I love my job ...

I love my job …

When I was young, everyone talked like I did where I grew up. Everyone except my father. Well, okay, he talked like everyone else … except when he got excited, then he would slip back into his old accent.

He came from Newfoundland and I thought his accent was neat. It didn’t help that it came out when he was upset. It came out when he was upset with me, trying to lecture me about something he thought I should be aware of. He was less amused when he found out I was amused.

When I first heard my grandfather talk, I realized he sounded like dad when dad was upset, but grandpa sounded like that all the time. The accent is lilting, borrowing much from Irish, Scottish and English accents.

I hear ya

To this day I associate a Newfoundland accent with people who care. I’ve had occasion to discover that isn’t always the case, but the stereotype persists in my mind. If someone comes from the rock, chances are I’ll accept them as a brother or sister until they burn me. And when that happens, I’ll rationalize this by saying they are an anomaly, not the norm.

This is a very simple example of how we, people with ADHD, seem to have an ability to be intuitive. We observe a common trait among a group of people who share other commonalities and we associate the trait with the other attributes.

When we are proven wrong in one instance, we don’t abandon the model, we assume an anomaly and either accept that our rule isn’t a hard rule, or that there are finer, more intricate indicators we need to study.

But we don’t do this with our conscious minds. We do it with the part of our mind that goes so fast its processes are a blur. This gives the impression that we almost read minds. We even think sometimes that we can read minds.

But it’s not all as easy as this

We persist in this even though we aren’t always right. Sometimes we make assumptions that leave us so in the wrong that we line up with everyone else to charge ourselves, try us for our indiscretions, and sentence ourselves. We are so angry, we advocate for a life sentence. We swear we’ll never do it again.

But of course, we’ll forget that we’ve been sentenced, forget our anger, forget the whole thing and start making assumptions, being intuitive, taking shortcuts, reading minds again in a very short time.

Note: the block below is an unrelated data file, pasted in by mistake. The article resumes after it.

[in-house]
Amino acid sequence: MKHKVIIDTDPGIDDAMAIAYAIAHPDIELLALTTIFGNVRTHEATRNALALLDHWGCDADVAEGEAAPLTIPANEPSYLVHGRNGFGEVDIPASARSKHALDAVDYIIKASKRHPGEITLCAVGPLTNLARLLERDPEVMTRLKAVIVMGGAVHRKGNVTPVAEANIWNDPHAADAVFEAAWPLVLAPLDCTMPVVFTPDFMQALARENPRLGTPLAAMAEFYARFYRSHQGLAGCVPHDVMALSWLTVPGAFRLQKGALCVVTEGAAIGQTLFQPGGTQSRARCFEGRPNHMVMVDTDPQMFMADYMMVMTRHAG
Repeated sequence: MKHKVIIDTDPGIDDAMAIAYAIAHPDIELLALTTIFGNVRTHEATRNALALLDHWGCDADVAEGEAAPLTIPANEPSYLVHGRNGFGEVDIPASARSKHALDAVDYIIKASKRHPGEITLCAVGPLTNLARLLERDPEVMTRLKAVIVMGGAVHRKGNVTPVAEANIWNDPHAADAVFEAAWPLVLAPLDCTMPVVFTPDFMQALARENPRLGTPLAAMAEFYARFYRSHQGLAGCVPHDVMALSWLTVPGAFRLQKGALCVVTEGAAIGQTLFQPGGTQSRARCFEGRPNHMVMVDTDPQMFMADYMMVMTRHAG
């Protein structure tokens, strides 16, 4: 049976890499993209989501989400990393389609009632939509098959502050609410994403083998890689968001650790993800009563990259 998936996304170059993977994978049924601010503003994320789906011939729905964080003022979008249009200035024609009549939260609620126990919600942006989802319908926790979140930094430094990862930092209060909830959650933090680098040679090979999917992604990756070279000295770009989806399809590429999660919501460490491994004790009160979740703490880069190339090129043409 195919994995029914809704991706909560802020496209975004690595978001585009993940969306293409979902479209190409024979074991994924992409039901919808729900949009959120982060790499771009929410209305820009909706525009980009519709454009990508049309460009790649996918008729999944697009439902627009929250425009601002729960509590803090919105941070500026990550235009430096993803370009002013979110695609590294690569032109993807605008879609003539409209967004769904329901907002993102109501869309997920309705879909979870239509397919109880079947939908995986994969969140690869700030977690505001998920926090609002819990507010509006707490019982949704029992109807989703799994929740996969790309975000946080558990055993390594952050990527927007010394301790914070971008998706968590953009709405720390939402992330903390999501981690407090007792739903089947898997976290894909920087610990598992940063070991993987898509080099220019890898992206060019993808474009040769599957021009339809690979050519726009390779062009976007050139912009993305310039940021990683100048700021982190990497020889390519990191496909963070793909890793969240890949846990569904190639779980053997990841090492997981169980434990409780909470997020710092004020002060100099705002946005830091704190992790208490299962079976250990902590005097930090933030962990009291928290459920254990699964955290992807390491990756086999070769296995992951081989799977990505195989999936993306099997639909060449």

Haw to deal with the guilty party …

It’s okay to assume something about someone so long as you don’t reveal your assumptions until you’ve proven them.

So what’s the answer to this problem? Forgiveness? Self chastisement? Becoming a hermit? Maybe, but what about acceptance. You are you. I am me. If we could change, we would have by now.

I’m not saying you should go ahead and assume things. I’m suggesting that we accept that we do this. I’m saying we ought to observe ourselves doing this and maybe use it. Watch out for when you might be wrong, but observe how often you’re right. It’s okay to assume something about someone so long as you don’t reveal your assumptions until you’ve proven them.

Man Of DistrAction!

And maybe not even then. Being right doesn’t mean you have the right to reveal secrets about others. We must think of ourselves as super heroes, we must use our power for good and not evil.

Besides, we could be wrong.

 


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    Last reviewed: 26 Feb 2013

APA Reference
Babcock, K. (2013). Intuition, Empathy, Stereotyping, Or Super Power?. Psych Central. Retrieved on December 23, 2014, from http://blogs.psychcentral.com/adhd-man/2013/02/intuition-empathy-stereotyping-or-super-power/

 

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